The Comics Code, generally regarded as the most repressive set of content guidelines ever imposed on any entertainment medium, has been on life support for a while now. Some chinks in its armor began to appear as soon as the early 70's when Marvel decided to publish its famous anti-drug story in The Amazing Spider-Man sans the CCA seal of approval, leading to changes in the Code allowing depiction of drug use as long as it was shown in a negative light. The same set of changes also allowed for depiction of such previously banned classic monsters as vampires and werewolves, leading to the resurgence of horror comics over the ensuing decade. Zombies, by the way, were still verboten, but one or two managed to slip through the cracks anyway. In 1989, the Code was revised again to reflect new realities in the comics industry, such as the rise of the direct market and the emergence of an older readership.
In 2001, industry leader Marvel Comics dropped the Code seal and instituted an in-house ratings system. After that, it was just a matter of time until we'd be reading a piece like the one which appeared today on the Comic Riffs blog declaring the Comics Code not only merely dead, but also most sincerely dead.
After Bongo, publisher of the Simpsons comics, gave the Code the heave-ho sometime last year, only two publishers, DC and Archie, still bothered to submit their books for approval. Only Archie, however, carried the Code seal on their entire line of books, while DC used it mainly for their "Johnny DC" line of titles for younger readers.
Not that anyone noticed, of course. A couple of years ago, I was doing research for an article on the current state of the Comics Code. In the course of this research I talked to a few friends of mine who bought comics for their kids and asked them if the Code seal of approval had any impact at all on what they let their kids read. My friend James had no idea what the Comics Code was, despite the fact that his daughter was a fan of Sonic the Hedgehog, which was published by Archie. My sister and the father of her children told me that they simply used their own best judgment.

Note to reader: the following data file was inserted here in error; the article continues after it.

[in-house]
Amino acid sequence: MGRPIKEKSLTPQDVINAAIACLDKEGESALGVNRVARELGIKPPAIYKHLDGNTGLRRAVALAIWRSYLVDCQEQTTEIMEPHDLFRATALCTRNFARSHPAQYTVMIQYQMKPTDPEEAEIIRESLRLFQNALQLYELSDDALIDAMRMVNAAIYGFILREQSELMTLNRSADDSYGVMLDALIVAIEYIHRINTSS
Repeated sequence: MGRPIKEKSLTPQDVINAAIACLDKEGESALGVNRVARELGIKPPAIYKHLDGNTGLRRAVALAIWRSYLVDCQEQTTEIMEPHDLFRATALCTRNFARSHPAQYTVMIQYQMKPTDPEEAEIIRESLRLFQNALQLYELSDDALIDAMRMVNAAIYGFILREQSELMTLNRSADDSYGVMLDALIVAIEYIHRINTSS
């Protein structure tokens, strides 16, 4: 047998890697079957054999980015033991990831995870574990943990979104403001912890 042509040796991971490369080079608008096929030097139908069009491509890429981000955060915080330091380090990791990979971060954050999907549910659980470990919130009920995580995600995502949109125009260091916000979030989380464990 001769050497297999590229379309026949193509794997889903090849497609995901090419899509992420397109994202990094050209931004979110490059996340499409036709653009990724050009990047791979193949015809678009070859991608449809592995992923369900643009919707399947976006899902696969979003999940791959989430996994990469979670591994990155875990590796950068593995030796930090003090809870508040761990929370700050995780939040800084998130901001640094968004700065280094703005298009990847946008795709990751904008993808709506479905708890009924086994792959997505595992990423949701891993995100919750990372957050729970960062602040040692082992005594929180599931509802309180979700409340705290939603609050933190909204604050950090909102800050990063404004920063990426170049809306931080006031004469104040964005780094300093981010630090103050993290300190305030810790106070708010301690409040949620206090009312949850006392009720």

James' ignorance of the Code is understandable, as the actual seal had radically shrunk over the decades. Where once it was so prominent that it would sometimes obscure part of a comic's logo, in recent days it was so small as to be almost invisible.
The Code no longer seemed to have any impact on what comics got carried by retailers, either. In the few places outside of comics specialty shops where I found comic books for sale, there were just as many, if not more, titles available from publishers who were not members of the Comics Code Authority as from those who were.
Nor, I discovered, did the Code have all that much impact on the way comics were written. As part of my research for this never published article, I interviewed Sean McKeever, who at the time was the writer of Teen Titans, one of the handful of DC comics still carrying the Code seal. He revealed that, at first, he hadn't even been aware that TT carried the seal. He said that he only learned that fact when his editor pointed out something in one of his scripts that might not make it past the Authority's censors.
So, not that it really matters to anyone, but DC officially announced on their official DC blog on Thursday that, as of this month, their comics will no longer carry the Comics Code seal and that they have instituted a ratings system similar to the one Marvel's been using for the past decade. The only real surprise here is that it took so long. Somewhat more surprising was the next day's news that Archie Comics, long the Code's staunchest supporter among comics publishers, was abandoning the Code as well. Although, I suppose, given that they were the last guest remaining at the party, its not all that surprising that they finally decided to head home.
I doubt, however, that Archie's dropping the Code seal will mean we're suddenly going to see Veronica or Betty doing a nude centerfold in Archie's Pals 'n' Gals. Archie comics were squeaky clean before the Code took effect, and will continue to be so as long as the company exists. Nor is the absence of the Code seal likely to affect the content of DC's books. Thus, this news, while long overdue and certainly most welcome, is essentially irrelevant.
Thus ends the Comics Code's decades long slide into obsolescence and obscurity, not with a bang but a whimper.